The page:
Kylie didn’t understand what went wrong.
It was all going so well. Chase was funny and cute and warm and shy, and she loved spending time with him.
She did all of her “good girlfriend” tricks. She surprised him with special food. She texted him every morning so he’d wake up thinking of her. She made sure that each and every weekend they spent together was spectacular.
But the longer they were together, the more withdrawn Chase became.
He stopped responding to every one of her texts. He didn’t always want to make weekend plans. He seemed irritated sometimes when she popped by his apartment to surprise him.
Still, it came out of the blue when Chase showed up one day saying he needed to talk. Kylie felt frightened by the grim look on his face. He didn’t meet her eyes.
He quickly mumbled that he couldn’t be what she wanted. He liked being with her and all, but she wanted him to be someone he wasn’t. He just couldn’t do this anymore.
And then he walked away.
Kylie stood frozen to the spot. What had just happened? What was he talking about? She didn’t want Chase to be anyone he wasn’t. Where had he got that idea from… and was this really the end?
“Too Much Togetherness”
In a good relationship, you tell each other what is wrong and you give the other person a chance to fix it before breaking up.
That’s what Kylie found so hard. She didn’t understand what was wrong.
She only learned later, through friends, that Chase believed she wanted to be together all the time. It was too much togetherness for him. He didn’t know how to tell her he needed space, so he just broke up with her.
It’s not just Chase. A lot of men need more space in their relationship than women do.
That’s not necessarily because they’re avoidant or antisocial or hermits.
It’s often because space is one of their love languages. Does that sound odd? Then keep reading.
The 6th Love Language
You’ve heard of the 5 love languages?
Described by Gary Chapman in his popular 1992 book, these “love languages” are the different ways we give and receive love.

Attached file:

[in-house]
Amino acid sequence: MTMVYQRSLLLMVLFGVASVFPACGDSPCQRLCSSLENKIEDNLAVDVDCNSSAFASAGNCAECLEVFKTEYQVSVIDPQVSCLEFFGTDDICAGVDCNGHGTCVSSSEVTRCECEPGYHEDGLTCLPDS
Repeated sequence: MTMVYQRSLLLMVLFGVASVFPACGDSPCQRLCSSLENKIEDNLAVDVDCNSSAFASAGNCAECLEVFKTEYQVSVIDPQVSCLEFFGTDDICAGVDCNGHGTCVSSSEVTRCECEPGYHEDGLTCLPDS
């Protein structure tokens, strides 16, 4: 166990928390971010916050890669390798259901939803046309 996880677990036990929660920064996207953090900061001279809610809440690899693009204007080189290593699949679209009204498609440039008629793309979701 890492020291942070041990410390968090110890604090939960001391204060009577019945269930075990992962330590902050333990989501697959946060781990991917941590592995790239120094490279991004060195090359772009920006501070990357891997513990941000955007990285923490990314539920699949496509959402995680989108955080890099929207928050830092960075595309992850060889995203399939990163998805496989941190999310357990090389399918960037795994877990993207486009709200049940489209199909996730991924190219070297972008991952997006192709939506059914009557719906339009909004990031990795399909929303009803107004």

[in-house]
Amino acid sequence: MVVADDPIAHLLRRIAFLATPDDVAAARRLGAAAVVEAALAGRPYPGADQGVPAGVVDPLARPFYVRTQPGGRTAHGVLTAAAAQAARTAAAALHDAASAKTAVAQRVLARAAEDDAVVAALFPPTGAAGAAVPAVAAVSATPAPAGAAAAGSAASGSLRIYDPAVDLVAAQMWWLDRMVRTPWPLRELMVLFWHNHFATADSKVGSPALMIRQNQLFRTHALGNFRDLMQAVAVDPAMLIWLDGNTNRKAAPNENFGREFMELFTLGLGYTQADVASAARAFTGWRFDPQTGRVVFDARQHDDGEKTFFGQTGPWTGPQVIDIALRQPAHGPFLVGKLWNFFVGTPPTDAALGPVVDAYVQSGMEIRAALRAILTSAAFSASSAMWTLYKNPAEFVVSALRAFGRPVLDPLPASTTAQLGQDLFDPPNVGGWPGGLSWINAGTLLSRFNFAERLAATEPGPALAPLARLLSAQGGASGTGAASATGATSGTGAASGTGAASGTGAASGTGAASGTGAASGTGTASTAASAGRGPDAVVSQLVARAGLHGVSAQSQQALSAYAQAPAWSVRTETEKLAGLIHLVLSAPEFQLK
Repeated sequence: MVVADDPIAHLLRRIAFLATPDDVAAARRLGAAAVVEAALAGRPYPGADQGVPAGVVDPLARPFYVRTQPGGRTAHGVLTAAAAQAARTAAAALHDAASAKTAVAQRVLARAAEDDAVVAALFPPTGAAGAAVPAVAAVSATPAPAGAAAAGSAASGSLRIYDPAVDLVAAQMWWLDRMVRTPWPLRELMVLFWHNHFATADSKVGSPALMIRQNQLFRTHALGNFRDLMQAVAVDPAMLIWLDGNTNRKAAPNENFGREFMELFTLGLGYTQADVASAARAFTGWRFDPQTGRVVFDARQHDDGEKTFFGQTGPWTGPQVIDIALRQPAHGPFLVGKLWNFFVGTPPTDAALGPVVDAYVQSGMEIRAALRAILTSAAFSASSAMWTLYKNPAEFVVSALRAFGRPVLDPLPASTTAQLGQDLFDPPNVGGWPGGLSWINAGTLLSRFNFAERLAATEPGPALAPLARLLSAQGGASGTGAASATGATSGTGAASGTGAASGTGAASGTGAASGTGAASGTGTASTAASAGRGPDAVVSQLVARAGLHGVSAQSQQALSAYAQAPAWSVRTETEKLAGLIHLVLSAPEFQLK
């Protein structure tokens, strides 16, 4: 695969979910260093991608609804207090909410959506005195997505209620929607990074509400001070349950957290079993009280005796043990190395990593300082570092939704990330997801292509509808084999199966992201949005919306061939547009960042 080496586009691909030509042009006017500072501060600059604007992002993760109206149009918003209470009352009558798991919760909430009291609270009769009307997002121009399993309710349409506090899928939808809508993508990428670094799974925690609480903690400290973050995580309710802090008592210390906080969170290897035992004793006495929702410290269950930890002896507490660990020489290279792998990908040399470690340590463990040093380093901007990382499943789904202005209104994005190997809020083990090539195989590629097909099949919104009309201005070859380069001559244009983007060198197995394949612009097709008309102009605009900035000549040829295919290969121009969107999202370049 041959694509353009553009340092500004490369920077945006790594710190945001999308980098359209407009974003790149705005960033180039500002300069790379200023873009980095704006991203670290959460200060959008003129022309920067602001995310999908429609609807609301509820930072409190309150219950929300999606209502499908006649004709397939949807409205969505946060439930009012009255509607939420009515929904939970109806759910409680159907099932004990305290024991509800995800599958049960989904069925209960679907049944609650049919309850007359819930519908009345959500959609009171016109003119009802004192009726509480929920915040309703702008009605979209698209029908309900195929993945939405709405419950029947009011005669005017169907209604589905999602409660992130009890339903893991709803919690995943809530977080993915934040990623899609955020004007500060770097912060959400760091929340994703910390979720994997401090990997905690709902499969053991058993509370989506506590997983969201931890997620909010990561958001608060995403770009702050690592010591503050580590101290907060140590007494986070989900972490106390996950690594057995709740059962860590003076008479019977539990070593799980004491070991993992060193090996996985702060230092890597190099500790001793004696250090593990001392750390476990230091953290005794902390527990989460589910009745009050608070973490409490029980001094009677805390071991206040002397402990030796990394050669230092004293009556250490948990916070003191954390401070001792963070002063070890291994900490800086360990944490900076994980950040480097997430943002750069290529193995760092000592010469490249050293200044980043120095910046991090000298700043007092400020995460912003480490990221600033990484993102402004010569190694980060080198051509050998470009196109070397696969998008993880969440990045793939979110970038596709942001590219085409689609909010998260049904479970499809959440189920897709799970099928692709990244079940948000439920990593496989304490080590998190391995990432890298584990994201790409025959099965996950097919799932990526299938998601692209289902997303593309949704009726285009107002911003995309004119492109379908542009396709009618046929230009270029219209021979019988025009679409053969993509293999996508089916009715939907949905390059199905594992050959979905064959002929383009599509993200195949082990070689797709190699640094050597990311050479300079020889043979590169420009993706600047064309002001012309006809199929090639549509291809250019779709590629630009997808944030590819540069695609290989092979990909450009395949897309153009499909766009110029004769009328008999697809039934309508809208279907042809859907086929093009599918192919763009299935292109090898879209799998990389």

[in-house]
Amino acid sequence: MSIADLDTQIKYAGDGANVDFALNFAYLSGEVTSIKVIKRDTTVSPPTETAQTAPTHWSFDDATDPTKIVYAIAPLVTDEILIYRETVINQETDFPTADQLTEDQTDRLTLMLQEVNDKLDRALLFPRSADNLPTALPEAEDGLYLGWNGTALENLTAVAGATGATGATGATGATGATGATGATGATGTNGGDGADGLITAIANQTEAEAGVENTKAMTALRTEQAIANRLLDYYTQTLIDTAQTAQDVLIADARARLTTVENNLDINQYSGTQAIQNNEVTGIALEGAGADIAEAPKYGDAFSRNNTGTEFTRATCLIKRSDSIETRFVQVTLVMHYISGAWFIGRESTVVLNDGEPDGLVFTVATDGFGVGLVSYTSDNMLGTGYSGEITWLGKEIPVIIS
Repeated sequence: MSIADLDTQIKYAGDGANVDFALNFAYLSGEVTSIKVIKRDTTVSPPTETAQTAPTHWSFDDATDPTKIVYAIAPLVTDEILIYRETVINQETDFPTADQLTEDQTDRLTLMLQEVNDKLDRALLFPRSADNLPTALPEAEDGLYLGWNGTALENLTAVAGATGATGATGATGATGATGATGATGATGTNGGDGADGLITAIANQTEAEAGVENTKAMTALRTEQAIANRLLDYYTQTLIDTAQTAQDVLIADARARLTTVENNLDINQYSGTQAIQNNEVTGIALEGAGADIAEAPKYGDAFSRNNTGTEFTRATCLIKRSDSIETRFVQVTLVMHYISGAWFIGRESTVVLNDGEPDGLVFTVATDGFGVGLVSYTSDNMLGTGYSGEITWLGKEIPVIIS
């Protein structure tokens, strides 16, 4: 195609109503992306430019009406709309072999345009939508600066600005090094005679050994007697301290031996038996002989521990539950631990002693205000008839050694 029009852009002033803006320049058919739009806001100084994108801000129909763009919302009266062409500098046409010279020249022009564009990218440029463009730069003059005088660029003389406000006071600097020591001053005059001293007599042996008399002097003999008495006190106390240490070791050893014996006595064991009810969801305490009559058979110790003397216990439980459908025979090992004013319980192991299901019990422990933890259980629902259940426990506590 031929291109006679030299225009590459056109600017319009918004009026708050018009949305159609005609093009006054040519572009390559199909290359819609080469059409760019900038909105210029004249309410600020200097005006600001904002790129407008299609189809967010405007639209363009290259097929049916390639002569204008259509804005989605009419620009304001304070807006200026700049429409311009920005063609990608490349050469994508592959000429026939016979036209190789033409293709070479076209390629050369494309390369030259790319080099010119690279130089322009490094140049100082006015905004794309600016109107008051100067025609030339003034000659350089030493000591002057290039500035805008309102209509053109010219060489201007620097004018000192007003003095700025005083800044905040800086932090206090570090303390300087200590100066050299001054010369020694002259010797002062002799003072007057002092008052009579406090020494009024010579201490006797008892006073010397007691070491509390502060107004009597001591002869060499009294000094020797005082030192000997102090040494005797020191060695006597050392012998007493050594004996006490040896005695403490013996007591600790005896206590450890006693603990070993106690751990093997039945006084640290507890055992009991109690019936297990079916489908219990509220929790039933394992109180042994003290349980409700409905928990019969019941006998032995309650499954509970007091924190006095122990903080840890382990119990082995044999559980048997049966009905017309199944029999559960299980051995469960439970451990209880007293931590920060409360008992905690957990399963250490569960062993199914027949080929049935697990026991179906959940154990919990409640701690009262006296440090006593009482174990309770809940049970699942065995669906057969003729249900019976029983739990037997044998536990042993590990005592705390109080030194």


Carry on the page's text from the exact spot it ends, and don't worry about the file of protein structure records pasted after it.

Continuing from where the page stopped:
- Acts of service
- Giving gifts
- Physical touch
- Quality time
- Words of affirmation
Unfortunately, a couple’s love languages don’t always match. You think you’re showing your partner tons of love, but he’s not feeling it because he speaks a different language. Loving him the way he likes most to be loved can transform your relationship.
But some therapists believe that Chapman’s list is incomplete.
They argue that there’s one more love language that should be included:
When Space is His Love Language
Yes, giving each other space can be a way of showing love.
When I explained this to Kylie, it was like a light bulb switched on inside her head. “That’s why he leaves me alone when I need comforting!” she said.
She continued, “It really upset me that he let me be when I was feeling stressed and emotional. I thought he just didn’t want to deal with my feelings. But it didn’t seem like he was doing it to be mean. He genuinely thought that giving me space would be respectful and make me feel better.”
She shook her head. “I wish I would have known this. I wish we could have talked about it. Maybe things wouldn’t have turned out the way they did.”
“Maybe he’d be open to talking about it now,” I suggested.
Kylie nodded and began to smile.
3 Practical Tips for You
To keep what happened to Kylie from happening to you, make sure to have these 3 important conversations at the beginning of every relationship.
#1. What makes you feel loved?
All couples should talk about what makes them feel loved, whether they use the concept of love languages or come up with their own.
Never assume that he feels loved by the same things that make you feel loved.
#2. How often do you like to stay in touch? What’s your favorite way to communicate?
The way we give and receive love isn’t the only way we differ.
Many couples also differ in how much they like to communicate and the type of communication they prefer.
How often does he want to text? Does he use social media in the same ways you do? Does he like long phone conversations, or does he prefer to keep it short?
#3. How much “together time” is the ideal amount?
Some people believe that being in a relationship means spending every weekend together. Others find that suffocating and want time to do their own thing.
Talk about how much time you want to spend together. Don’t assume that his need for “me time” is a reflection on you.
These 3 super-simple conversations can help you spot your differences before they break you up. So start talking!